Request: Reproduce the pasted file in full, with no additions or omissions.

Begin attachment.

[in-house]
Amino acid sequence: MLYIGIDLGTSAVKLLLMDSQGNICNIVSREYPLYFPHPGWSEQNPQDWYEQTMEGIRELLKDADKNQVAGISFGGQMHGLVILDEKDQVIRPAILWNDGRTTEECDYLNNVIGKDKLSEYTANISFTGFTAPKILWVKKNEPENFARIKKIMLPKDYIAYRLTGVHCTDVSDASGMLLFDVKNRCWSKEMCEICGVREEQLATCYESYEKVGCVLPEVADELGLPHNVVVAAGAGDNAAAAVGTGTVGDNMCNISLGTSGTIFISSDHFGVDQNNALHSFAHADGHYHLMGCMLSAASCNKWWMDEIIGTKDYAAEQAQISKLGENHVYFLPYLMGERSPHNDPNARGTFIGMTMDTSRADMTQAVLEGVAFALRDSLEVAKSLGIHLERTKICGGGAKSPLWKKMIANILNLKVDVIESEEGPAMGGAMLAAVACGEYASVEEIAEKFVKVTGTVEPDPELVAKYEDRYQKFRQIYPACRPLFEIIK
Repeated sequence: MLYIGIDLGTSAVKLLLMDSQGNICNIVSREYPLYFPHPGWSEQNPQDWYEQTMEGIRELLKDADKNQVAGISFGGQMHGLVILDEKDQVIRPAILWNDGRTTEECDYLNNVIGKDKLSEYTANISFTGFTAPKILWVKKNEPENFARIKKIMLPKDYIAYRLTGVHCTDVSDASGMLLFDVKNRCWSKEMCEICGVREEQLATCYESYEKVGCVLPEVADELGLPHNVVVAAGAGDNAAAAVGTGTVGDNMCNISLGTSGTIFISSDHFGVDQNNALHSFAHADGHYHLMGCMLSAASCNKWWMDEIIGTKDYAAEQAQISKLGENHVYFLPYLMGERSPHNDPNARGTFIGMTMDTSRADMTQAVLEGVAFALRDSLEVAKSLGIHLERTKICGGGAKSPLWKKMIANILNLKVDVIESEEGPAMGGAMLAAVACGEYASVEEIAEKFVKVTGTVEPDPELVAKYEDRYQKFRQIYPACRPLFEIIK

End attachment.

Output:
[in-house]
Amino acid sequence: MLYIGIDLGTSAVKLLLMDSQGNICNIVSREYPLYFPHPGWSEQNPQDWYEQTMEGIRELLKDADKNQVAGISFGGQMHGLVILDEKDQVIRPAILWNDGRTTEECDYLNNVIGKDKLSEYTANISFTGFTAPKILWVKKNEPENFARIKKIMLPKDYIAYRLTGVHCTDVSDASGMLLFDVKNRCWSKEMCEICGVREEQLATCYESYEKVGCVLPEVADELGLPHNVVVAAGAGDNAAAAVGTGTVGDNMCNISLGTSGTIFISSDHFGVDQNNALHSFAHADGHYHLMGCMLSAASCNKWWMDEIIGTKDYAAEQAQISKLGENHVYFLPYLMGERSPHNDPNARGTFIGMTMDTSRADMTQAVLEGVAFALRDSLEVAKSLGIHLERTKICGGGAKSPLWKKMIANILNLKVDVIESEEGPAMGGAMLAAVACGEYASVEEIAEKFVKVTGTVEPDPELVAKYEDRYQKFRQIYPACRPLFEIIK
Repeated sequence: MLYIGIDLGTSAVKLLLMDSQGNICNIVSREYPLYFPHPGWSEQNPQDWYEQTMEGIRELLKDADKNQVAGISFGGQMHGLVILDEKDQVIRPAILWNDGRTTEECDYLNNVIGKDKLSEYTANISFTGFTAPKILWVKKNEPENFARIKKIMLPKDYIAYRLTGVHCTDVSDASGMLLFDVKNRCWSKEMCEICGVREEQLATCYESYEKVGCVLPEVADELGLPHNVVVAAGAGDNAAAAVGTGTVGDNMCNISLGTSGTIFISSDHFGVDQNNALHSFAHADGHYHLMGCMLSAASCNKWWMDEIIGTKDYAAEQAQISKLGENHVYFLPYLMGERSPHNDPNARGTFIGMTMDTSRADMTQAVLEGVAFALRDSLEVAKSLGIHLERTKICGGGAKSPLWKKMIANILNLKVDVIESEEGPAMGGAMLAAVACGEYASVEEIAEKFVKVTGTVEPDPELVAKYEDRYQKFRQIYPACRPLFEIIK